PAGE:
Peace Now: “While Israel reels from its second lockdown and economic distress, Netanyahu is promoting construction in isolated settlements that Israel will have to evacuate. Instead of taking advantage of the agreements with the Gulf states and promoting peace with the Palestinians, he is distorting Israel’s priorities and catering to a fringe minority for these settlement unit approvals that will continue to harm future prospects for peace. The move is the first major demonstration of Defense Minister Benny Gantz’s bowing to the ‘Greater Israel’ settlement agenda that would in reality bring about a permanent undemocratic one-state reality. By doing so, Israel is signaling to the world its bi-partisan support for the end to the concept of a two-state solution and a Palestinian state – the paradigm that until now has largely shielded Israel from formal pressure over its 53-year occupation. The settlement enterprise is not in Israel’s national or security interest, and is a strategic mistake at the national and international level.”

Some noteworthy plans:

  • Retroactive legalization of the Tapuach West outpost (133 units) near Kfar Tapuach settlement south of Nablus, and Pnei Kedem outpost (120 units) near Metzad settlement northeast of Hebron.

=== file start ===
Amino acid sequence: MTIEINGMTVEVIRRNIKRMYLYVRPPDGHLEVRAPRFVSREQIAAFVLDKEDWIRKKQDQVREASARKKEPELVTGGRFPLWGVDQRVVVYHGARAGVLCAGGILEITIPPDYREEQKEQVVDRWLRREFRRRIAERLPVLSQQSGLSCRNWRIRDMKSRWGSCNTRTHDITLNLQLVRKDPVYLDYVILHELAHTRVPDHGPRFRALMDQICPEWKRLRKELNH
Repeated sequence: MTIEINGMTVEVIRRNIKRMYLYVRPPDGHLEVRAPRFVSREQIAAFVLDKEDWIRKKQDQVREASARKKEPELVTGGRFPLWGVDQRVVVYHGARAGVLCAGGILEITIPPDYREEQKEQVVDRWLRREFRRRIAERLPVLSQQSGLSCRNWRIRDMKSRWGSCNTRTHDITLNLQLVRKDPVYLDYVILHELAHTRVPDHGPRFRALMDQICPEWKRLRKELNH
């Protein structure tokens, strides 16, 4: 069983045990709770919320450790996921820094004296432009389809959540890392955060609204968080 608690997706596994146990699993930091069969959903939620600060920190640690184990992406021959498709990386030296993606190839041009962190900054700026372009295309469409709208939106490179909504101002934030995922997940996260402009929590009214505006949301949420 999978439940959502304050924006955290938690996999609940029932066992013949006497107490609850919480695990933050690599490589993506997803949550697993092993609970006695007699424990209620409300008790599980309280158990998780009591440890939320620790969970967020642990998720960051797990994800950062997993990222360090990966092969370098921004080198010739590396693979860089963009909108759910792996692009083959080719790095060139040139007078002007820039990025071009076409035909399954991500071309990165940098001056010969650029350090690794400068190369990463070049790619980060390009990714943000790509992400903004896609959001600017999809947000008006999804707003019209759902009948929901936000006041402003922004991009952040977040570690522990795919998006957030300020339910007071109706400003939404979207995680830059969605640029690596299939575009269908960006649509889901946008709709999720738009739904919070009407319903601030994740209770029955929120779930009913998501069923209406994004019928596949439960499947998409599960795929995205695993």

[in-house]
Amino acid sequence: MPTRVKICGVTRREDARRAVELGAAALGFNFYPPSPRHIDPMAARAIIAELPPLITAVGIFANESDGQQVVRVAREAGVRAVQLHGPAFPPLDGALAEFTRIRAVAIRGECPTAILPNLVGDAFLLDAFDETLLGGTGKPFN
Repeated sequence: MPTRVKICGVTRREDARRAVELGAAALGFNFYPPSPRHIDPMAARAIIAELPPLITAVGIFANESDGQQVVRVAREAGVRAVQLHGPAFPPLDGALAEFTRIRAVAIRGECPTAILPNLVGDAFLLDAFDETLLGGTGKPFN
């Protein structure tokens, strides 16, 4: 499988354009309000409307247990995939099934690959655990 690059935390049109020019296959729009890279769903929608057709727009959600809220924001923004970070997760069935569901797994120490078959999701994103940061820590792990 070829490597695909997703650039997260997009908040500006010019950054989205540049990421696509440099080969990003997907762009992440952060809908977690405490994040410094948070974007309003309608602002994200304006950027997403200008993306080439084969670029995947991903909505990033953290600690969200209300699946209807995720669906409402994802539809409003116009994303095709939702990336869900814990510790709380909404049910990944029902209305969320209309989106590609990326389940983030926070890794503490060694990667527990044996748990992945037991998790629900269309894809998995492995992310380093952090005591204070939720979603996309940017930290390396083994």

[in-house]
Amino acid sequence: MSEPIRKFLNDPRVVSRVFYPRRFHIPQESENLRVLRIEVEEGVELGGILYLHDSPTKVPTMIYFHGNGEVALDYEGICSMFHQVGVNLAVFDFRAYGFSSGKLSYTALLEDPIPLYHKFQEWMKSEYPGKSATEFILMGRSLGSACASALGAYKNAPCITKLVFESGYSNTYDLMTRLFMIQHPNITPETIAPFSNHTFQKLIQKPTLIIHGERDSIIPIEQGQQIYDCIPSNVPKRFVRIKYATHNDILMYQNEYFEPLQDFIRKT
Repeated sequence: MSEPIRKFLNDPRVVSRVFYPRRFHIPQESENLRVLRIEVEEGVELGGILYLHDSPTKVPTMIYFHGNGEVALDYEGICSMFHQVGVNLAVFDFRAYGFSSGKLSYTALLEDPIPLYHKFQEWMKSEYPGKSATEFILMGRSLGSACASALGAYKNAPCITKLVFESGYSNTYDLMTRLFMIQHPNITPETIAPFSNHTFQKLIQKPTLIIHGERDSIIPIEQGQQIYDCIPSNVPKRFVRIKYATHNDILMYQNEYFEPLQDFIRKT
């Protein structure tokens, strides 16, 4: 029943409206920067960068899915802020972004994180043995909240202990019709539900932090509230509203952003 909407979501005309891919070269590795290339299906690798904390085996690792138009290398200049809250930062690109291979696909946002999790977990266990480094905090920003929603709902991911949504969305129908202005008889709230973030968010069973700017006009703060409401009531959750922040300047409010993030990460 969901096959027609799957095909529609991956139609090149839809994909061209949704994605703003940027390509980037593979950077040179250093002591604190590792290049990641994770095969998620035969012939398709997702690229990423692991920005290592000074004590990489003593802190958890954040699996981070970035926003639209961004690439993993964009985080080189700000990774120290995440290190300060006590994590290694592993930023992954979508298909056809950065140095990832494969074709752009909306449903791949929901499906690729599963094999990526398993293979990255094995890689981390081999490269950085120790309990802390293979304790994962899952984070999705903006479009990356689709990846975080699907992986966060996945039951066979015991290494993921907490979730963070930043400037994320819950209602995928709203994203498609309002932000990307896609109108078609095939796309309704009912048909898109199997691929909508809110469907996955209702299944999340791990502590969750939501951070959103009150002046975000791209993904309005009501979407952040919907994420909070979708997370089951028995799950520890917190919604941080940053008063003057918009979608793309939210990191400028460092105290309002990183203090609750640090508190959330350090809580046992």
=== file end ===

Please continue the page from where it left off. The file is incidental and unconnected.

• 629 units approved in Eli, including retroactive legalization of 61 illegally constructed units
  • 560 units approved in Har Gilo – For essentially a new settlement west of and disconnected from the main inter-city highway.
  • Many other relatively large approvals for relatively small settlements

Har Gilo
Har Gilo is a settlement lying beyond both the Geneva Initiative line and the West Bank territory Israel annexed to Jerusalem. It lies along an incomplete continuum settlement proponents have long worked toward to connect Jerusalem to the Gush Etzion settlements along Route 60. For Palestinians, Har Gilo has already all but severed the territorial connection between Bethlehem and the village of al-Walaja to its northwest, now solidified by the Israel West Bank barrier.